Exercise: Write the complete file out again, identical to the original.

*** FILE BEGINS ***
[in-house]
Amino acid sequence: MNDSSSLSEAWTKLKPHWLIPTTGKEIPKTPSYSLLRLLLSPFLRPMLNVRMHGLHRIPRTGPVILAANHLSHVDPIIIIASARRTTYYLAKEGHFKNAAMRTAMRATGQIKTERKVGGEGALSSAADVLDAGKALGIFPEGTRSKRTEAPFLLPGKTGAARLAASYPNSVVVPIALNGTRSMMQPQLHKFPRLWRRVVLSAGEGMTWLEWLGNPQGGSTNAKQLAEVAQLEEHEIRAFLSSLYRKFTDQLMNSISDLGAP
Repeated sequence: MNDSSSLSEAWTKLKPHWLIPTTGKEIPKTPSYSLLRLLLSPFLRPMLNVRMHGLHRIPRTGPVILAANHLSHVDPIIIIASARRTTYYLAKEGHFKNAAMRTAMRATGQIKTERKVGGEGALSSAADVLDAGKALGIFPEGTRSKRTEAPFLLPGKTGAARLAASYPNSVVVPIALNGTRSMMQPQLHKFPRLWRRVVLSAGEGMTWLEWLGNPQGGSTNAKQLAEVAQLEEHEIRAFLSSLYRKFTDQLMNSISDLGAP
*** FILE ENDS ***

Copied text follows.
[in-house]
Amino acid sequence: MNDSSSLSEAWTKLKPHWLIPTTGKEIPKTPSYSLLRLLLSPFLRPMLNVRMHGLHRIPRTGPVILAANHLSHVDPIIIIASARRTTYYLAKEGHFKNAAMRTAMRATGQIKTERKVGGEGALSSAADVLDAGKALGIFPEGTRSKRTEAPFLLPGKTGAARLAASYPNSVVVPIALNGTRSMMQPQLHKFPRLWRRVVLSAGEGMTWLEWLGNPQGGSTNAKQLAEVAQLEEHEIRAFLSSLYRKFTDQLMNSISDLGAP
Repeated sequence: MNDSSSLSEAWTKLKPHWLIPTTGKEIPKTPSYSLLRLLLSPFLRPMLNVRMHGLHRIPRTGPVILAANHLSHVDPIIIIASARRTTYYLAKEGHFKNAAMRTAMRATGQIKTERKVGGEGALSSAADVLDAGKALGIFPEGTRSKRTEAPFLLPGKTGAARLAASYPNSVVVPIALNGTRSMMQPQLHKFPRLWRRVVLSAGEGMTWLEWLGNPQGGSTNAKQLAEVAQLEEHEIRAFLSSLYRKFTDQLMNSISDLGAP